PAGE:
However, no one has grown cells that can be infected with human prions - which is crucial to better understand these conditions and test potential treatments we could use to help patients. In this proposal we aim to develop a human cell culture model of prion infection. Work will be carried out at the MRC Prion Unit, a world-leading centre of prion biology. The Unit works very closely with and shares senior staff at the National Prion Clinic, a national referral centre for patients with prion disease, and organiser of the largest single-centre clinical trial in prion disease and prospective Cohort study of human prion disease.

Using the extensive expertise of Unit staff, we propose to utilise an experimental "reconstitution" approach previously used by Prion Unit staff to successfully develop cells able to maintain a mouse prion infection: by silencing the expression of the normal prion protein of mouse cells, and inducing it to express human prion protein. Previous work at the Prion Unit and internationally with animal models has shown that this approach should render these mouse cells capable of maintaining a human prion infection, once the optimal conditions for cell growth are identified. The Prion Unit would then be ideally placed to develop and disseminate an automated process that would revolutionise the field of human prion research internationally, as it successfully accomplished with mouse prions.

Technical Summary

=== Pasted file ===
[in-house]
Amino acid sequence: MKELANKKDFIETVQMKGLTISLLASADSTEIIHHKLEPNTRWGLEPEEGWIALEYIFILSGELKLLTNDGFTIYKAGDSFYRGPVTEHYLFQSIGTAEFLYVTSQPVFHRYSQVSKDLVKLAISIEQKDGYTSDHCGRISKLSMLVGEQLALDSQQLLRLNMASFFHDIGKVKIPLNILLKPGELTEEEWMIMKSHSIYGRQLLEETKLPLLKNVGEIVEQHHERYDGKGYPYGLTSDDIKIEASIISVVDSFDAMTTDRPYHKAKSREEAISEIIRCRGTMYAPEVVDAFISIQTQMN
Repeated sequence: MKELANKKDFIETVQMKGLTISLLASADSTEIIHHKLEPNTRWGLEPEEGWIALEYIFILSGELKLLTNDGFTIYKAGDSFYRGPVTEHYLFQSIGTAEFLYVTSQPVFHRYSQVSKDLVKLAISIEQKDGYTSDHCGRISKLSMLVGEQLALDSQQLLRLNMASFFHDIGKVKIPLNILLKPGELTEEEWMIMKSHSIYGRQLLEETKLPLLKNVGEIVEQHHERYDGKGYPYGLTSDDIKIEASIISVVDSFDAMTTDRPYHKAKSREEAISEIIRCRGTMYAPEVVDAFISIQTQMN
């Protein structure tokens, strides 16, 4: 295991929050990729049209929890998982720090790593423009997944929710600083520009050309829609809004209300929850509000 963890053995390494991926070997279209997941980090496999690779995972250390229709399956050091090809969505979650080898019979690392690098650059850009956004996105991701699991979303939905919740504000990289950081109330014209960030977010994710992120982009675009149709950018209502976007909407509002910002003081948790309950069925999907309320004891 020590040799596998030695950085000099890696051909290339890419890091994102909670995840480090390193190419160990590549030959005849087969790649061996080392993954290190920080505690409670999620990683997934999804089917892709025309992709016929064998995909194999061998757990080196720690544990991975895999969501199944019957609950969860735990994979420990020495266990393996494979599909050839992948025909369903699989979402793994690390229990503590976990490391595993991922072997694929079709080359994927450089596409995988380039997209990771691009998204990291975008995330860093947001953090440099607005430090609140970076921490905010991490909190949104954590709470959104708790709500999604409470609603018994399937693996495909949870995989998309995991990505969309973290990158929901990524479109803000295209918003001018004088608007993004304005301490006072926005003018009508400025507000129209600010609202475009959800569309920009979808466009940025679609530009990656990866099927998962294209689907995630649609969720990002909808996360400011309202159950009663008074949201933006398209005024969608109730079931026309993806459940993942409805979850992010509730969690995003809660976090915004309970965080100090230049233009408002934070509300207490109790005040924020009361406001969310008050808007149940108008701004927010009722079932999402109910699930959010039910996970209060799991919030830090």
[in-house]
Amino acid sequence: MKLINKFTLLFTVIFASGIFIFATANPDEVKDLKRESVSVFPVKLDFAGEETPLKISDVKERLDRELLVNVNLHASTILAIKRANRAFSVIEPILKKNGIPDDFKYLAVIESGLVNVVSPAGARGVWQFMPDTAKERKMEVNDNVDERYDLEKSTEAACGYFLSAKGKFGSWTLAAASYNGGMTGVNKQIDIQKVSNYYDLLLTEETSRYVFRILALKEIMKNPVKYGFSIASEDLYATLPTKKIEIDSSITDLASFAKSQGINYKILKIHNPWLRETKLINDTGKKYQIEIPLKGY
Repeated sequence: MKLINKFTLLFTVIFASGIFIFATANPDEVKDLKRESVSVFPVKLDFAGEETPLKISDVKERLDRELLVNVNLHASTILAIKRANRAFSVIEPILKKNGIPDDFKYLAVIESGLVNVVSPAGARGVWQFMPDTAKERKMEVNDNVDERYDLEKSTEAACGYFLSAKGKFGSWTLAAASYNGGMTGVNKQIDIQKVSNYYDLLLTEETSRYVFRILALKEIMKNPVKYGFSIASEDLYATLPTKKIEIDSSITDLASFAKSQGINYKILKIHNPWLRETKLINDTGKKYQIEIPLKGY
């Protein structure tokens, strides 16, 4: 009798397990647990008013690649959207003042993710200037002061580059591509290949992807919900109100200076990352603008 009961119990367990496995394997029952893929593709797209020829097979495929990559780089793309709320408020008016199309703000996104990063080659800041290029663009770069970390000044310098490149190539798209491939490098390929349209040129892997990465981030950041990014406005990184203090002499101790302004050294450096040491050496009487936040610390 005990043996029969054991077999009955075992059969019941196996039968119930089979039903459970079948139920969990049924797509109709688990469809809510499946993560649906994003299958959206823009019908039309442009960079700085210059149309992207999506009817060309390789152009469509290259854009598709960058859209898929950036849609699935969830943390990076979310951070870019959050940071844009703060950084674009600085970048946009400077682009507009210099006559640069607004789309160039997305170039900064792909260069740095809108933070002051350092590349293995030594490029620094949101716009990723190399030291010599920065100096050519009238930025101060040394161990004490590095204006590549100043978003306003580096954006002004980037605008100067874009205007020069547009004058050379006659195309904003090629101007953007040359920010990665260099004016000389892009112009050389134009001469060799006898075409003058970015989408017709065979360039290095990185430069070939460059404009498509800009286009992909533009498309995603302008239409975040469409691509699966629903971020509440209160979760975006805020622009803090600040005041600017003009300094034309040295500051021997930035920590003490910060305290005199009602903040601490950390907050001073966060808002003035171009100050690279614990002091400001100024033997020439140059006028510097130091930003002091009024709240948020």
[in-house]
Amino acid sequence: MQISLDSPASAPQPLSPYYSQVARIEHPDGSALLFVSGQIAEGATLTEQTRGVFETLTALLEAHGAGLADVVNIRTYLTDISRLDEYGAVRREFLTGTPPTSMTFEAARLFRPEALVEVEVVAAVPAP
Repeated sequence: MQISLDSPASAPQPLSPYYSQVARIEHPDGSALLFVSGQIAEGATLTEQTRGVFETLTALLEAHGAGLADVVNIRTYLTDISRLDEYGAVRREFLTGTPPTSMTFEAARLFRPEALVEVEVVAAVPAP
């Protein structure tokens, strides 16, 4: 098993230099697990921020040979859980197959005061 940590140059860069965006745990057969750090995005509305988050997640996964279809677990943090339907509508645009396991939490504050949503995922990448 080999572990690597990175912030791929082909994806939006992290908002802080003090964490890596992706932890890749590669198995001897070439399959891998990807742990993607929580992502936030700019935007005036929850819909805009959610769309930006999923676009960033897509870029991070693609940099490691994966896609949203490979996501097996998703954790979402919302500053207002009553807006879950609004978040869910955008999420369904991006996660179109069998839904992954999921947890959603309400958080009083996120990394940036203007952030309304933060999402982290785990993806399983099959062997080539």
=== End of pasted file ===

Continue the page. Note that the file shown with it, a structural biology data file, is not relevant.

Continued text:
Prion diseases share a mechanism related to seeded polymerisation and aggregation of a misfolded form of the normal prion protein. Other more common neurodegenerative conditions, including Alzheimer's disease, are also associated with misfolded protein aggregates; a wealth of evidence has led the field to pursue so-called "prion-like" mechanisms as fundamental to the entire group.

Animal models have traditionally formed the basis for research into prion diseases, but are cost, time and resource-intensive.

Cell lines are invaluable for in vitro studies of many complex diseases processes. Mammalian cell lines that propagate mouse prions have significantly advanced prion biology, and the development of an automated mouse prion infectivity assay at the Medical Research Council Prion Unit has revolutionised their study. However, there are no cell lines able to reproducibly propagate human prions - this remains one of the crucial goals of research into prion diseases.